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[liberationtech] Privacy in Ubuntu 12.10

Micah Lee micahflee at
Thu Nov 8 11:34:05 PST 2012

On 11/08/2012 05:18 AM, Niels ten Oever wrote:
> Dear Micah,
> Small correction to your piece: Selecting full disk encryption in the
> installer GUI was already possible in Ubuntu 12.04.
> The explanation wasn't as clear as it is now though.

Before 12.10 the Ubuntu GUI installer only let you set up home directory
encryption using encryptfs, which is different than full disk
encryption. This option is still there in 12.10, and you can choose to
use it as well as full disk encryption if you want (I can't see how it
could help though).

With encryptfs home directory encryption, all of the individual files in
your home folder get stored encrypted on the disk, but a lot of data
about your files still gets leaked. The directory structure, file size,
timestamps, etc. don't get encrypted, only the contents of the files.
And it's also only your home directory that gets encrypted, not your
whole disk. So for example, if you have any mysql databases on your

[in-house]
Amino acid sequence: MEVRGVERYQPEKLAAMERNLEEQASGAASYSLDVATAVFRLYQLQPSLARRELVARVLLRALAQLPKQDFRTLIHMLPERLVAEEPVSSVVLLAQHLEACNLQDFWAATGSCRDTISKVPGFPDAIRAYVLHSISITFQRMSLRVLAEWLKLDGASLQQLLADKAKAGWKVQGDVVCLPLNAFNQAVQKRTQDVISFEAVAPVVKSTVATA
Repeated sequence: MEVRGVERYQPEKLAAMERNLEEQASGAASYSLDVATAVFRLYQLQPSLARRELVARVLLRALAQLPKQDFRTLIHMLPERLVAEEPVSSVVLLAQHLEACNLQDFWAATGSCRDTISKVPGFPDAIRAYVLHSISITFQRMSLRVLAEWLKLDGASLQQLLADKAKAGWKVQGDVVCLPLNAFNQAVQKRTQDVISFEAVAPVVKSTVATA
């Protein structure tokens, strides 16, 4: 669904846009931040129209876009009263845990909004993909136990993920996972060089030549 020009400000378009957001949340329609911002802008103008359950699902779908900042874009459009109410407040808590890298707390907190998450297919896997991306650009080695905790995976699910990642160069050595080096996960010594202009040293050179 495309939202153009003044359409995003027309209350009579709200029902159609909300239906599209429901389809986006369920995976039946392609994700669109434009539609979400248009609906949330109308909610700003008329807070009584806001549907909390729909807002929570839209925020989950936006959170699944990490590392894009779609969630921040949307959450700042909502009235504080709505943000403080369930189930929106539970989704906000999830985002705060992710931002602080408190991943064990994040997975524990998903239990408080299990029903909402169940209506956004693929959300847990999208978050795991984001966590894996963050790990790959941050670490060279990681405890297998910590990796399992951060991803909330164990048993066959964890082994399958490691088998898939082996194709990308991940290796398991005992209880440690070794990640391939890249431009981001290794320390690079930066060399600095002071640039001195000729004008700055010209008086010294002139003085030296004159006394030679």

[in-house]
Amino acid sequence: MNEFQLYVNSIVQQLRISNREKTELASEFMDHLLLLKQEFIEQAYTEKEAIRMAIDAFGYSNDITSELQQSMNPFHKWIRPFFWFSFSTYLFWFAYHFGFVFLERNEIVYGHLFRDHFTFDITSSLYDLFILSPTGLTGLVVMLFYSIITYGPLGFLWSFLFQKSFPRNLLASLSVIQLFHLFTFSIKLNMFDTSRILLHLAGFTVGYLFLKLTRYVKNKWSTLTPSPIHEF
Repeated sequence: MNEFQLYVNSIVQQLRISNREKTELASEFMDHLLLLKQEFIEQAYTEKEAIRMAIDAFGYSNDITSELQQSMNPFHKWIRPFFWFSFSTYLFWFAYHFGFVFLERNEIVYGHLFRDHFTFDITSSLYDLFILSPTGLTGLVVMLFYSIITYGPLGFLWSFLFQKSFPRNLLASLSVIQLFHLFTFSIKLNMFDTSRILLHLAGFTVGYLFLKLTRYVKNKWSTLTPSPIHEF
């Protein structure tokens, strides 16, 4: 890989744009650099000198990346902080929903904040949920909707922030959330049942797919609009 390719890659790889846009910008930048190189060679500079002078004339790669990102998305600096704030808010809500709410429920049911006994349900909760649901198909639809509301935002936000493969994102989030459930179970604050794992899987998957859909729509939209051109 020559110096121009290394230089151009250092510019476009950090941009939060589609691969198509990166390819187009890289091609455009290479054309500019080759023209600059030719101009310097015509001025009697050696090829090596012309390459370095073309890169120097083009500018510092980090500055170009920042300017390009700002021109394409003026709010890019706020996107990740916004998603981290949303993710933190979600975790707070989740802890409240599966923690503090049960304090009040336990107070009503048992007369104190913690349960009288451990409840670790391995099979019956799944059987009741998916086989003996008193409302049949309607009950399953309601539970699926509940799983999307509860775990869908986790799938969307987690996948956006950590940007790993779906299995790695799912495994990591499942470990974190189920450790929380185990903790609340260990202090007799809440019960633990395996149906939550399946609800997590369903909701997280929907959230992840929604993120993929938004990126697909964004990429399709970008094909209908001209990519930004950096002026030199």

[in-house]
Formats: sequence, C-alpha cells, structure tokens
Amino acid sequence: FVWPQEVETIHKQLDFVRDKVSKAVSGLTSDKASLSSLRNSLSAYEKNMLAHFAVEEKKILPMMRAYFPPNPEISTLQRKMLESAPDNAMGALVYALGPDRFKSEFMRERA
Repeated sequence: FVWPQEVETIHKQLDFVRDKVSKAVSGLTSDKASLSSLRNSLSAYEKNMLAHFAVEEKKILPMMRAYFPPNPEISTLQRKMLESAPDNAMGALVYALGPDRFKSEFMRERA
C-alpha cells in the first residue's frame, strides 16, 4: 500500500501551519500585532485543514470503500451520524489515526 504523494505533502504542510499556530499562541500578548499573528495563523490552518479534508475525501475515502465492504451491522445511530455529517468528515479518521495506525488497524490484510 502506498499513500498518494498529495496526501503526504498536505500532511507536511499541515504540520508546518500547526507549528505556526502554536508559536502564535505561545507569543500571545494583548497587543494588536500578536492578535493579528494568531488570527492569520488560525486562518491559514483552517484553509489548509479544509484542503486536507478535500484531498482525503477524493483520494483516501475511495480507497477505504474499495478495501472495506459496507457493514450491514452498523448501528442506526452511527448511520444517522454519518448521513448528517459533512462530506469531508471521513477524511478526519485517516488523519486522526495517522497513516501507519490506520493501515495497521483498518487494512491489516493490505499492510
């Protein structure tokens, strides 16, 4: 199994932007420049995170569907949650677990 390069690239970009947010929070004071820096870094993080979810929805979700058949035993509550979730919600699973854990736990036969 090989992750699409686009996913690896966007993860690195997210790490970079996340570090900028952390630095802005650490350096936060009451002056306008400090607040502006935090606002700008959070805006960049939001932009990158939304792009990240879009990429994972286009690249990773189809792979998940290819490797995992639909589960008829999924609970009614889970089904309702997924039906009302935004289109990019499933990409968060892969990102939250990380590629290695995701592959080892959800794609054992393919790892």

computer, that data gets stored in /var/lib/mysql and therefore won't
get encrypted. When you're not encrypting your whole hard drive, "evil
maid" style attacks become much easier. If someone gets physical access
to your computer for just a couple minutes, they can boot to a live cd
and replace your /usr/bin/ssh or /usr/bin/gpg with malicious versions.

The full disk encryption that's offered in 12.10 uses luks and differs
in many ways from encryptfs home directory encryption. It creates full
encrypted file systems, which means that no meta data about the files on
your computer get leaked. The key that's used to unlock the luks
partitions are encrypted with a separate passphrase that isn't your user
password, and you have to enter this each time you boot your computer,
which is more secure since user passwords tend to not be long passphrases.

Micah Lee

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